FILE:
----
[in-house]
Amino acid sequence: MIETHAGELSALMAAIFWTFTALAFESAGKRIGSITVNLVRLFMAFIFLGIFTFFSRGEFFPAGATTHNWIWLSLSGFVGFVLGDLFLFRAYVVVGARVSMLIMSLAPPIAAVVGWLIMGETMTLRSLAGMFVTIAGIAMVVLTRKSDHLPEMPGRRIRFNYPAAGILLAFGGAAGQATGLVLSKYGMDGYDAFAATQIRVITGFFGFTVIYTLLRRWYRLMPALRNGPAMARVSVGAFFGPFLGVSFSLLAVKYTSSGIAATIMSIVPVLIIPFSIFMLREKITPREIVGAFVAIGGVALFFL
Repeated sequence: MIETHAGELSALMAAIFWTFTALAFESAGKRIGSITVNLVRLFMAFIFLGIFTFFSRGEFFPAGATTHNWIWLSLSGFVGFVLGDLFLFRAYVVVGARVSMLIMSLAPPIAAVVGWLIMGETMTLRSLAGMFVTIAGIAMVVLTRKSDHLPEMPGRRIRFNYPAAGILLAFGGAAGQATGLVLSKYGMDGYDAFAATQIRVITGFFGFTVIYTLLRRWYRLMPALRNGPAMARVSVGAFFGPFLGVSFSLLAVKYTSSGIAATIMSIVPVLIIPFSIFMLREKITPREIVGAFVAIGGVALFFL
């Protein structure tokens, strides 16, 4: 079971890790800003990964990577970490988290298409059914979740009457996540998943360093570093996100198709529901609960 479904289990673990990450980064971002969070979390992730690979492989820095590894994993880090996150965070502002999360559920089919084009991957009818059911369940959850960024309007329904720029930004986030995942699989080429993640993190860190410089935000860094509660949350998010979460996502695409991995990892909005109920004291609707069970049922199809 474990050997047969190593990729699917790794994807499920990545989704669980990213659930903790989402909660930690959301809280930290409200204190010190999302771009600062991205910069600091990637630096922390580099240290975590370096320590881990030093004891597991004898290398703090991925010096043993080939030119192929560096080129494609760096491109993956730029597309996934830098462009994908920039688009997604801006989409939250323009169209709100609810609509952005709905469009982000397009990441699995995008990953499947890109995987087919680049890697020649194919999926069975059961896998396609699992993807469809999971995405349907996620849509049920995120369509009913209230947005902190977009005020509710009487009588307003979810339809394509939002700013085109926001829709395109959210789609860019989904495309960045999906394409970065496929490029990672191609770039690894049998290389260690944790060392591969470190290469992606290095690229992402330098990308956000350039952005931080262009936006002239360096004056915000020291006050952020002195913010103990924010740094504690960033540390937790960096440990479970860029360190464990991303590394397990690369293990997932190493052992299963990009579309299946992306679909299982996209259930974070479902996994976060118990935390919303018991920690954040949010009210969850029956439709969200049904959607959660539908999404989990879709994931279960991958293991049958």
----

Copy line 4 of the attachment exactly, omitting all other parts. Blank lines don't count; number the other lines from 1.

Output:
């Protein structure tokens, strides 16, 4: 079971890790800003990964990577970490988290298409059914979740009457996540998943360093570093996100198709529901609960 479904289990673990990450980064971002969070979390992730690979492989820095590894994993880090996150965070502002999360559920089919084009991957009818059911369940959850960024309007329904720029930004986030995942699989080429993640993190860190410089935000860094509660949350998010979460996502695409991995990892909005109920004291609707069970049922199809 474990050997047969190593990729699917790794994807499920990545989704669980990213659930903790989402909660930690959301809280930290409200204190010190999302771009600062991205910069600091990637630096922390580099240290975590370096320590881990030093004891597991004898290398703090991925010096043993080939030119192929560096080129494609760096491109993956730029597309996934830098462009994908920039688009997604801006989409939250323009169209709100609810609509952005709905469009982000397009990441699995995008990953499947890109995987087919680049890697020649194919999926069975059961896998396609699992993807469809999971995405349907996620849509049920995120369509009913209230947005902190977009005020509710009487009588307003979810339809394509939002700013085109926001829709395109959210789609860019989904495309960045999906394409970065496929490029990672191609770039690894049998290389260690944790060392591969470190290469992606290095690229992402330098990308956000350039952005931080262009936006002239360096004056915000020291006050952020002195913010103990924010740094504690960033540390937790960096440990479970860029360190464990991303590394397990690369293990997932190493052992299963990009579309299946992306679909299982996209259930974070479902996994976060118990935390919303018991920690954040949010009210969850029956439709969200049904959607959660539908999404989990879709994931279960991958293991049958």